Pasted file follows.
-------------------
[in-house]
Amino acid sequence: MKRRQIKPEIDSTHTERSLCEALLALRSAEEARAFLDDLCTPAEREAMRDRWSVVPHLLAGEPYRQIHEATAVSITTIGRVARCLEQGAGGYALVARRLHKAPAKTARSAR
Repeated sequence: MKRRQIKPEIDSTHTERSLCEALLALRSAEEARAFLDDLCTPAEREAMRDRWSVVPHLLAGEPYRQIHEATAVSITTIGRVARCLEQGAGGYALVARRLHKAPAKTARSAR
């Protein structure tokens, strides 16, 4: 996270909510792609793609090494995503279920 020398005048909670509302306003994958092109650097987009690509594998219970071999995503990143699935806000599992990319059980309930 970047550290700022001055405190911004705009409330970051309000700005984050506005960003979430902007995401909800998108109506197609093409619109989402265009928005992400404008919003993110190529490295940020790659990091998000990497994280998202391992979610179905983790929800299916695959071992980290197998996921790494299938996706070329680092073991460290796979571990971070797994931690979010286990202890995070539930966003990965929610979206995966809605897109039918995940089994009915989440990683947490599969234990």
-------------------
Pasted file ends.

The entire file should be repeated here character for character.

[in-house]
Amino acid sequence: MKRRQIKPEIDSTHTERSLCEALLALRSAEEARAFLDDLCTPAEREAMRDRWSVVPHLLAGEPYRQIHEATAVSITTIGRVARCLEQGAGGYALVARRLHKAPAKTARSAR
Repeated sequence: MKRRQIKPEIDSTHTERSLCEALLALRSAEEARAFLDDLCTPAEREAMRDRWSVVPHLLAGEPYRQIHEATAVSITTIGRVARCLEQGAGGYALVARRLHKAPAKTARSAR
């Protein structure tokens, strides 16, 4: 996270909510792609793609090494995503279920 020398005048909670509302306003994958092109650097987009690509594998219970071999995503990143699935806000599992990319059980309930 970047550290700022001055405190911004705009409330970051309000700005984050506005960003979430902007995401909800998108109506197609093409619109989402265009928005992400404008919003993110190529490295940020790659990091998000990497994280998202391992979610179905983790929800299916695959071992980290197998996921790494299938996706070329680092073991460290796979571990971070797994931690979010286990202890995070539930966003990965929610979206995966809605897109039918995940089994009915989440990683947490599969234990």